Delivering hate crime community projects

hate crime
The successes and challenges of delivering hate crime community projects.

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A summary of evaluations

Last week (16 March 2020) the Home Office published a summary of evaluations from the 15 projects in the first two waves of the Hate Crime Community Project Fund.The diverse activities delivered by projects aimed to tackle hate crime through four overarching goals:

• Prevention
• Awareness-raising
• Improving victim support
• Reporting hate crime

Different projects targeted four main audiences:

  1. The general public, including specific communities or groups,
  2. Victims,
  3. Practitioners, or
  4. Perpetrators (or potential perpetrators)

 

The report authors discuss each type of project in kind before identifying four main cross-cutting lessons from the project delivery of these Hate Crime initiatives:

  • Using local partnerships and experts
  • Engaging content
  • Delivering sensitive content
  • Using specific techniques
I expand on these four lessons below.

Using local partnerships and experts

Relationships with local partners who were either working with the target audience or who had a good understanding of local issues enabled projects to engage more effectively with participants, particularly those who may have additional vulnerabilities. For example:

  • Participants appeared more comfortable to be involved in projects and to disclose sensitive information.
  • Participants’ familiarity with individuals or organisations delivering the project could help break down barriers to engagement.
    • This was the case where participants had previous contact with individuals or organisations, or where they had a general awareness of the organisation but no direct contact.
    • Participants may feel more represented, that their needs are taken seriously, and that projects had an additional level of legitimacy in carrying out their work.

Engaging content

Engaging and empowering content was believed to be key to maintaining interest among participants and increasing the likelihood of projects achieving positive outcomes. This was particularly the case with young people and projects operating in schools.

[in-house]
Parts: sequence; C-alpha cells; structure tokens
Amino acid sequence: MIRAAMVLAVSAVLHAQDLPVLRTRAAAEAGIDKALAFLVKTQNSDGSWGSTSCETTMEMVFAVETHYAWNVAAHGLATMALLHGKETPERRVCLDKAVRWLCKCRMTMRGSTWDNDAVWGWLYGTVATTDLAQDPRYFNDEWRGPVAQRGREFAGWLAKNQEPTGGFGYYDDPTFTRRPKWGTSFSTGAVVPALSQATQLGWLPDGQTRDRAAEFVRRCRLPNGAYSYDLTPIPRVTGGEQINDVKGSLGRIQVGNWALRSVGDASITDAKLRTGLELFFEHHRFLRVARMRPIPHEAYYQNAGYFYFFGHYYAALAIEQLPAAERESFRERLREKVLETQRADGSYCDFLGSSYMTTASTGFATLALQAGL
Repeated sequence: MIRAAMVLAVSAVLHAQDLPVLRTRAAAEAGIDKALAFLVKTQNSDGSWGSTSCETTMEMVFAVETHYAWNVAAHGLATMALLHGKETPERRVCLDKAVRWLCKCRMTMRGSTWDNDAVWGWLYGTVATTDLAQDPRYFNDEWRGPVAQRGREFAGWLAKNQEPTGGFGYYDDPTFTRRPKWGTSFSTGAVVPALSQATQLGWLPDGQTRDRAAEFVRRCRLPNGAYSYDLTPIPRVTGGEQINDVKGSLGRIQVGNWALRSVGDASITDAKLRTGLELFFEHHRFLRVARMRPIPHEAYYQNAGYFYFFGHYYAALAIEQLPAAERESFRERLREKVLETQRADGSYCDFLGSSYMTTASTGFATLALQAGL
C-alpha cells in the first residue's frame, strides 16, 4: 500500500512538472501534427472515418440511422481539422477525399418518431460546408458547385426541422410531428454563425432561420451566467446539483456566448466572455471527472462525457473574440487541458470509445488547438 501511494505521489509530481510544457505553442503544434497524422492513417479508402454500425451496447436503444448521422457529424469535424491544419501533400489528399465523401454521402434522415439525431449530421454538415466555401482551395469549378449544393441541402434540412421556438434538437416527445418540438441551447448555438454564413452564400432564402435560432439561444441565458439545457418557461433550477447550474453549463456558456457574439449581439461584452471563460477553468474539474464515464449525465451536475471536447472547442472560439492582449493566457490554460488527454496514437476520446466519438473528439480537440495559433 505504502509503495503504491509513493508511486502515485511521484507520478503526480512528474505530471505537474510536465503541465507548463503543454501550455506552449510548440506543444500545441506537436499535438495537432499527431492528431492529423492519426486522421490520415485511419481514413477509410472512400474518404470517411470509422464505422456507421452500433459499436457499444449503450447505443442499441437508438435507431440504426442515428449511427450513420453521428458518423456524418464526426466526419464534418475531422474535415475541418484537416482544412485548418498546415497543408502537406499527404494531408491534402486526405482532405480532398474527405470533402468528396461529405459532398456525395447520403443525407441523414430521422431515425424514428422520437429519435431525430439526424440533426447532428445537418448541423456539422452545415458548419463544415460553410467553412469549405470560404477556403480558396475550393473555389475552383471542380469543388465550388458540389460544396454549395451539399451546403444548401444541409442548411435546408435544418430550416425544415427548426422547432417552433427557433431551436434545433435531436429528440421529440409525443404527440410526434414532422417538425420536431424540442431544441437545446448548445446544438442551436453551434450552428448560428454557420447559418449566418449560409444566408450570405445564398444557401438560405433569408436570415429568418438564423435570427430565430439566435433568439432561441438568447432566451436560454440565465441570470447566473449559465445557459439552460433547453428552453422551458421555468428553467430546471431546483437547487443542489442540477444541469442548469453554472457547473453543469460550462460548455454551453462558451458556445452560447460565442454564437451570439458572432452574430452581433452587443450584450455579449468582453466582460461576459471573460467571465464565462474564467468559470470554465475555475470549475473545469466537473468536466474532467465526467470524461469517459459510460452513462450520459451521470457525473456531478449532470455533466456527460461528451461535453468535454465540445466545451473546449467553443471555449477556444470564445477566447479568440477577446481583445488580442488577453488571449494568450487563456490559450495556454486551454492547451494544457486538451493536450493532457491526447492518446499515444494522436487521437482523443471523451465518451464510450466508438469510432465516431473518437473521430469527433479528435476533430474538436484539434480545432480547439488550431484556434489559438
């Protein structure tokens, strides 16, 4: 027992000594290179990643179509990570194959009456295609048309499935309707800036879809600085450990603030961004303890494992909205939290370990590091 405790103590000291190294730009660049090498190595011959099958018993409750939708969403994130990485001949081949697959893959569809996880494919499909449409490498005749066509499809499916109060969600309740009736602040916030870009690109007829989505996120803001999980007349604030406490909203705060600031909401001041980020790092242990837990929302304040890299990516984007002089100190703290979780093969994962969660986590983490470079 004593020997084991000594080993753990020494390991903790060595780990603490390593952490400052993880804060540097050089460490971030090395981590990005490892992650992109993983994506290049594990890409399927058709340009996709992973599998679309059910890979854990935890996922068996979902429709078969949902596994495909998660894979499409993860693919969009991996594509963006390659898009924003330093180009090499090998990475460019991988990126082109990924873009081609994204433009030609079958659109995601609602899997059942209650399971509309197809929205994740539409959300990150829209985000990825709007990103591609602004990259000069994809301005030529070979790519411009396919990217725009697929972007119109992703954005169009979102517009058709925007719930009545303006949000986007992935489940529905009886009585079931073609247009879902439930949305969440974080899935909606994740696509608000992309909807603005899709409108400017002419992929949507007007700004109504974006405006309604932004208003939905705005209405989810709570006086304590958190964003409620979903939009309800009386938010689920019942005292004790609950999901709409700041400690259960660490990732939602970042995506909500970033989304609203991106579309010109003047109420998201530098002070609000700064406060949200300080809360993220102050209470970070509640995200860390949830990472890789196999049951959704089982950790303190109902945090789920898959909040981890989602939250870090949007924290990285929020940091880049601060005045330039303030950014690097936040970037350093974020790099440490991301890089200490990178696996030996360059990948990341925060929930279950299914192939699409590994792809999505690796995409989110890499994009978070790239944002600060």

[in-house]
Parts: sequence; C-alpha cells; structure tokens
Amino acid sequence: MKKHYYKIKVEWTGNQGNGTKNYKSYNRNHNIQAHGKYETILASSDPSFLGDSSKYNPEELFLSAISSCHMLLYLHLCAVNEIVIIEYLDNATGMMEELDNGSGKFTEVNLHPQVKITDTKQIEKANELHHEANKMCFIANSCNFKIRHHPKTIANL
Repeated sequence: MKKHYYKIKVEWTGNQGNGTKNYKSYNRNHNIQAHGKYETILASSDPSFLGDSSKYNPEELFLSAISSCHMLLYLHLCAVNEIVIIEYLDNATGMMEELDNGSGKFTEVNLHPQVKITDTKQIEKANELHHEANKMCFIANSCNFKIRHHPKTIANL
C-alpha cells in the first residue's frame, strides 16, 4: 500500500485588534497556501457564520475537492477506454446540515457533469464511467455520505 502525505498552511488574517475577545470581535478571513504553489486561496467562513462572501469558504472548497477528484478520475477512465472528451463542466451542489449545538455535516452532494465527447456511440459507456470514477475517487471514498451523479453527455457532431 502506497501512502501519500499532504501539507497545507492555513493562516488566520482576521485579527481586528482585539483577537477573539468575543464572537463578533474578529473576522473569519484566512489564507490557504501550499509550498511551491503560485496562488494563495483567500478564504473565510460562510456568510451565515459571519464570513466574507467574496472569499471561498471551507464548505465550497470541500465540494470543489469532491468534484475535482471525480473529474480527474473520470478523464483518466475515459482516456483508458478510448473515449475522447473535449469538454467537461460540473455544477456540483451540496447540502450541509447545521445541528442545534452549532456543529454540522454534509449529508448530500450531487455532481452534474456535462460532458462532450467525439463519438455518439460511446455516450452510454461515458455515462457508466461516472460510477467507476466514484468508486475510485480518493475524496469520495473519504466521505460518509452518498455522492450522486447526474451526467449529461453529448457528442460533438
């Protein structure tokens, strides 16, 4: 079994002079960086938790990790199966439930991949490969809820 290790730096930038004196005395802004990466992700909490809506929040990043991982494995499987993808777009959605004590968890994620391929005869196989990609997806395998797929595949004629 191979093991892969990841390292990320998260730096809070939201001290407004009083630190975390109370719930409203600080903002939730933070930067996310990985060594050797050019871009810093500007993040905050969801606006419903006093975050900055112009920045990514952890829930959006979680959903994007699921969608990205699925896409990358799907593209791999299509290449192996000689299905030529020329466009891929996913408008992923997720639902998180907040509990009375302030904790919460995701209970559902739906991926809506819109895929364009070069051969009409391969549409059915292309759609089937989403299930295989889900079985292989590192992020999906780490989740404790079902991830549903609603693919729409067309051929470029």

• Audience participation and open discussion were considered effective methods to engage audiences, as opposed to presentations where the audience was not able to participate.
  • It is important that content is accessible and delivered in a way that allows participants to actively reflect on and question, while considering the needs of the target audience.

Delivering sensitive content

Projects recognised that content of materials and discussions could be distressing for participants, but also that it could be critical in effective delivery. Projects outlined how to present this content ethically while ensuring the maximum benefit and influence on their target audiences:

  • Safe spaces were important to ensure participants’ full engagement.
    • Victims needed to feel they could articulate distressing experiences whereas perpetrators needed to be given the opportunity to explain their journeys and actions without judgement or consequence.
    • Members of the public wanted to know that they would be able to express their honest views in a receptive setting that promoted critical discussion

 

  • All participants needed to feel they had access to support, both during and following project participation.
    • This could often be effectively managed by an experienced facilitator; someone with the training, skills and confidence to manage difficult discussions and tensions between participants with opposing views, while directing the discussion in a constructive manner.

 

Specific techniques

Some projects highlighted specific techniques to challenge norms associated with hate crime and influence the thoughts and behaviours of different groups.

  • The use of storytelling and personal experiences allowed projects to share lived accounts of hate crime.
    • This may help participants to deal with their own experiences of hate crime.
    • It may also provide a level of clarity and transparency to what constitutes hate crime and how serious the consequences can be.

 

  • Online campaigns appeared to enable projects to access more people than initially expected, including those not directly involved or targeted.
    • This method can support an indirect raising of awareness and signposting while also increasing knowledge of the programme more widely.

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